In the following scenarios, we investigate the influence of different parameters of the distribution family. In order to mimic a realistic situation, the scRNAseq data of Kolodziejczyk et al. (2015) is taken for estimating the parameters of a ZINB distribution^{Footnote 8} and allow the construction of ranges for each parameter looking at the shifted quantiles of the estimates of the parameters \(\mu \) and \(\phi \). This leads to the parameter ranges \(\varvec{\mathcal {M}}^{(1)}\) and \(\varvec{\varPhi }^{(1)}\) for cell population 1 and \(\varvec{\mathcal {M}}^{(2)}\) and \(\varvec{\varPhi }^{(2)}\) for cell population 2. The parameter range \(\varvec{\Pi }\) for \(\pi \) is set to be the same for both populations.^{Footnote 9} Thus, the simulated read counts of each gene follow a ZINB(\(\mu _1, \phi _1, \pi _1\)) distribution for simulation group 1 and a ZINB(\(\mu _2, \phi _2, \pi _2\)) for simulation group 2, according to the following scenarios:
\(\varvec{\cdot }\) Simulation scenario (a) for different ranges of \(\mu \):
\(\mu _1 \in \varvec{\mathcal {M}}^{(1)}\) and \(\mu _2 \in \varvec{\mathcal {M}}^{(2)},\) \(\phi _1 =\phi _2 \in \varvec{\varPhi }^{(2)},\) \(\pi _1 =\pi _2 \in \varvec{\Pi }\)
\(\varvec{\cdot }\) Simulation scenario (b) for different ranges of \(\phi \):
\(\mu _1 = \mu _2 \in \varvec{\mathcal {M}}^{(2)},\) \(\phi _1 \in \varvec{\varPhi }^{(1)}\) and \(\phi _2 \in \varvec{\varPhi }^{(2)},\) \(\pi _1= \pi _2 \in \varvec{\Pi }\)
\(\varvec{\cdot }\) Simulation scenario (c) for different ranges of \(\mu \) and \(\phi \):
\(\mu _1 \in \varvec{\mathcal {M}}^{(1)}\) and \(\mu _2 \in \varvec{\mathcal {M}}^{(2)},\) \(\phi _1 \in \varvec{\varPhi }^{(1)}\) and \(\phi _2 \in \varvec{\varPhi }^{(2)},\) \(\pi _1 = \pi _2 \in \varvec{\Pi }\)
\(\varvec{\cdot }\) Simulation scenario (d) for the same range of \(\mu \) and \(\phi \):
\(\mu _1 = \mu _2 \in \varvec{\mathcal {M}}^{(2)},\) \(\phi _1 = \phi _2 \in \varvec{\varPhi }^{(2)},\) \(\pi _1 = \pi _2 \in \varvec{\Pi }\)
For each of the simulation scenarios (a) to (d), we sample \(N_1\) times out of ZINB(\(\mu _1\) \(\phi _1\), \(\pi _1)\) and \(N_2\) times out of ZINB(\(\mu _2\), \(\phi _2\), \(\pi _2\)) such that, for comparison purposes, the genespecific parameters remain the same when generating all possible partitions of \(N_1{:}N_2\) (with \(N_1 \,{+}\, N_2 \,{=} \,N\)), starting with \(1{:}(N1)\) until \((N1){:}1\), with \(N \,{=}\, 50\) for the respective scenario. In order to obtain simulation data with the dimension \(N \times G\) for each partition, we repeat this procedure 200 times. Thus, read counts of \(G = 200\) genes are generated with the new parameter values drawn uniformly from the respective intervals.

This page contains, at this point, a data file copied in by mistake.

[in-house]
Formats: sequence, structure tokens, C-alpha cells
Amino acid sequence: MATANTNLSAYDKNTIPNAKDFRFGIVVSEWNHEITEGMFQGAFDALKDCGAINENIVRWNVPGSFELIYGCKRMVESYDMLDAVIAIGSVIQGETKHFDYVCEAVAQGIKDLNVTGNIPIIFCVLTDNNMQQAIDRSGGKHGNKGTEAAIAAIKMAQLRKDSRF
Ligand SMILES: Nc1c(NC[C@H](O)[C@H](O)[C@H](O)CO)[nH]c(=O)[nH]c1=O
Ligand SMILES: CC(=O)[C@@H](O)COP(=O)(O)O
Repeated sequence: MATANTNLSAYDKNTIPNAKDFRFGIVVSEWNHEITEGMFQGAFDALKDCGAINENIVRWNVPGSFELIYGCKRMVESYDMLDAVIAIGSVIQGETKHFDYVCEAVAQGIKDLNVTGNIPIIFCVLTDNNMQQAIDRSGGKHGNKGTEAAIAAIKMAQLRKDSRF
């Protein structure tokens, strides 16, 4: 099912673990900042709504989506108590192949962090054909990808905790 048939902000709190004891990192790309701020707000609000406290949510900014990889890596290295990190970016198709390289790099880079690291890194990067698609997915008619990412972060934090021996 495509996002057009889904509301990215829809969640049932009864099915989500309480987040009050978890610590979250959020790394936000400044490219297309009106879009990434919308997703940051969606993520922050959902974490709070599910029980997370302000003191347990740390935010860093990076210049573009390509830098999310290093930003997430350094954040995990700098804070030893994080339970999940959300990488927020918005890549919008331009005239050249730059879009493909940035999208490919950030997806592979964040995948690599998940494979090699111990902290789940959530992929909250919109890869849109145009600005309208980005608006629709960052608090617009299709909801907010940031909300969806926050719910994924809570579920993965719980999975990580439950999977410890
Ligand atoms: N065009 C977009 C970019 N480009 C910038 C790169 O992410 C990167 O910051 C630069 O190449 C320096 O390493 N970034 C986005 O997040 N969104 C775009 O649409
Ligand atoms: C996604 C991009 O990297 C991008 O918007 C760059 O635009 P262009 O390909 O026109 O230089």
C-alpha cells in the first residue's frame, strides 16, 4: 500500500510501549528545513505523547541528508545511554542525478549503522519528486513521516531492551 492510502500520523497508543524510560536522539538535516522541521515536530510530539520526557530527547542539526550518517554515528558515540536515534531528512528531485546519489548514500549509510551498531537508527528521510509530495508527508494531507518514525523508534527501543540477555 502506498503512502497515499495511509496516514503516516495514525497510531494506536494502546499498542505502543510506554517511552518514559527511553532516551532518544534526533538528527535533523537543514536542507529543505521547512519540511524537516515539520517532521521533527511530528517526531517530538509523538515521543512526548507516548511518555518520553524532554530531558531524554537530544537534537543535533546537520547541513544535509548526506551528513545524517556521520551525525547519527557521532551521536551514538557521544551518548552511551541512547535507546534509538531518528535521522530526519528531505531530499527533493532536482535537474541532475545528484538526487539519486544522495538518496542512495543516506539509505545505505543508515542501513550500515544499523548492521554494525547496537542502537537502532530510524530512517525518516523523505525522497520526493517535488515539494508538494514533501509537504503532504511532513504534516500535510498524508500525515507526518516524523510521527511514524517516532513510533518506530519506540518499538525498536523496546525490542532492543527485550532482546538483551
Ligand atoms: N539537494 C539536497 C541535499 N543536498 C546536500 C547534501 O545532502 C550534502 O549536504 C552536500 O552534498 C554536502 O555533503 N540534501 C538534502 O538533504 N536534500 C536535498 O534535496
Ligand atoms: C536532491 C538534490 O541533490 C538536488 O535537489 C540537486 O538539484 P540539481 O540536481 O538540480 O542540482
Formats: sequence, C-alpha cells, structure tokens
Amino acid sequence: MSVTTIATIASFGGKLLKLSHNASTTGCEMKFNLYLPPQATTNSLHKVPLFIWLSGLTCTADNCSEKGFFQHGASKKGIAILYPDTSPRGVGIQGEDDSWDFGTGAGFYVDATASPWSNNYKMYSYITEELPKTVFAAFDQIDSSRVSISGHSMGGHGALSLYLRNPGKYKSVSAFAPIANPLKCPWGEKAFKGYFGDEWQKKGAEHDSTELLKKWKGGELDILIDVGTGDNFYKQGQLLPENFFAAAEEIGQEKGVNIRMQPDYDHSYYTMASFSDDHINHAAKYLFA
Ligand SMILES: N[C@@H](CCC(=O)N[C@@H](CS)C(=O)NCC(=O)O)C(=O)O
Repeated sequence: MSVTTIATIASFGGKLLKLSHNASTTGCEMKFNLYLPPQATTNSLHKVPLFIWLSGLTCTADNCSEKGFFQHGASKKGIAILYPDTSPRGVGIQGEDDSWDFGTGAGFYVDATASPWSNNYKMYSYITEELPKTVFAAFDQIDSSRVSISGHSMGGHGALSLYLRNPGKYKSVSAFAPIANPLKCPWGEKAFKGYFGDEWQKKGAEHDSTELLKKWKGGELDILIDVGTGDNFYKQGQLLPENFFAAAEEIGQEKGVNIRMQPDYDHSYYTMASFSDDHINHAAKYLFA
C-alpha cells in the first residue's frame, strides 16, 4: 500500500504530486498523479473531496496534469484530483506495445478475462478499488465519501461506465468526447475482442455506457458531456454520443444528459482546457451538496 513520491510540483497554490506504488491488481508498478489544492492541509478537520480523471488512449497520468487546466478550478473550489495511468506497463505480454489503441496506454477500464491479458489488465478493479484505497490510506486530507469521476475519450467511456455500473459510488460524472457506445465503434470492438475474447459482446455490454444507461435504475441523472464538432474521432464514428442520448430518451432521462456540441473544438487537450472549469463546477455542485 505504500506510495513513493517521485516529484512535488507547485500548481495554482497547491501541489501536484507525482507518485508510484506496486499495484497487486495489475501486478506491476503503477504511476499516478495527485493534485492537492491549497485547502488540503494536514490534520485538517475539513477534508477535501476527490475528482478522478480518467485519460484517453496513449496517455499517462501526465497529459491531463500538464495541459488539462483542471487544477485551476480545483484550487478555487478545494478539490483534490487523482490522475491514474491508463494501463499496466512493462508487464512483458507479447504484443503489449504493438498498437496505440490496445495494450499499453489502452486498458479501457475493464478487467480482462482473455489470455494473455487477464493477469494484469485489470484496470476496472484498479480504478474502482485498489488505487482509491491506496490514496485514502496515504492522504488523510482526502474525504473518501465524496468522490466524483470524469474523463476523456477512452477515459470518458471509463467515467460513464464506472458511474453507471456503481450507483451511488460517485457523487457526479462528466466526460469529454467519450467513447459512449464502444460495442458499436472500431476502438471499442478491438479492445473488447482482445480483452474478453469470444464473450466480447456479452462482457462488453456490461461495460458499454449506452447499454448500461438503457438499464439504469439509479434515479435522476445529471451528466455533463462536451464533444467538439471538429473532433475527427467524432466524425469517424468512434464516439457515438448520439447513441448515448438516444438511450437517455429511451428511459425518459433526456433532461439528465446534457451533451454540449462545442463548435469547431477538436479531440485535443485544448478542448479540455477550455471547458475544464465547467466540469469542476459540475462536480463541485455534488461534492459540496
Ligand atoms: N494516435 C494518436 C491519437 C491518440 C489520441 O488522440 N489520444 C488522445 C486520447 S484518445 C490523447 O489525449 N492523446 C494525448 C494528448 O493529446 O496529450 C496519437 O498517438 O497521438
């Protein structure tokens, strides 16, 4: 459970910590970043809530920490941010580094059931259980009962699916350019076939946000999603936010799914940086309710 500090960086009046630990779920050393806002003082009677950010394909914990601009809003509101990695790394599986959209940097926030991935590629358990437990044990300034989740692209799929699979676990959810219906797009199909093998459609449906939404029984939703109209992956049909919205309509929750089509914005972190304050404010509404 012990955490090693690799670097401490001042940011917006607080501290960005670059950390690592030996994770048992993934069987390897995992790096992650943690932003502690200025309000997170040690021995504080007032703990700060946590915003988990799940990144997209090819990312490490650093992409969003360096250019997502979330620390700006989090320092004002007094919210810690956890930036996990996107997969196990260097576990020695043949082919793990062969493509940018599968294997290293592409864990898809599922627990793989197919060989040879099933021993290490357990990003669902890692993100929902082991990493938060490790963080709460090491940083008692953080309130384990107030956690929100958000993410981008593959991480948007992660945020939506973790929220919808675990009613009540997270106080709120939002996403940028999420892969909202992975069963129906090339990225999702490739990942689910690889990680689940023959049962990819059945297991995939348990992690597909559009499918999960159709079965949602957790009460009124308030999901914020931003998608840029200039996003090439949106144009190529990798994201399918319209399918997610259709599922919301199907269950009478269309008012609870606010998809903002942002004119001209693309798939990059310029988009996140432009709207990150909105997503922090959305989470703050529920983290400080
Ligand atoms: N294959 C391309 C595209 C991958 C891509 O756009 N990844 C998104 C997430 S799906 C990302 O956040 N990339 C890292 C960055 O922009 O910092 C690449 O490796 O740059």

5.2 Clustering performance based on simulation data
The following plots show how the group partition (xaxis) of a combination of two transformation methods influences the clustering accuracy, measured by the Adjusted Rand Index (ARI) (yaxis). In the ideal case, the accuracy is 1 for each of the partitions, which would indicate that the classification perfectly corresponds to the underlying group allocation. This criterion is best met for adaSC3, not only in the case of using only one transformation technique (see Supplementary Material), but also in combination of those with Laplacian eigenmaps (LE) for simulation scenarios (a) to (c). Simulation (d) serves as a reference where no difference in the genespecific parameters was simulated and no accurate grouping should be detected. Each partition of each scenario is repeated 10 times and the accuracy of the respective clustering results is visualized by boxplots. Results of simulation scenario (c) and (d) can be found in the Supplementary Material.
5.2.1 Simulation scenario (a): variation in expectation parameter \(\mu \)
In the case of differing parameter \(\mu \) represented in scenario (a), adaSC3 seems to perform best among the combined methods (see Fig. 1) as well as compared to each method on its own. It can also be seen that the inter quantile range of boxplots have the tendency to be shorter for adaSC3 and reach higher ARI values compared to its competitors. Therefore, we conclude in general that our approach generates a more efficient clustering allocation. Furthermore, it should also be noted that the performance of the method adaSC3 seems to be better when more single cells are part of simulation group 1 compared to simulation group 2. This might allow the interpretation that the detection of true positives achieves higher accuracy compared to the detection of false negatives, given the diseased population has on average higher gene expression.
5.2.2 Simulation scenario (b): variation in size parameter \(\phi \)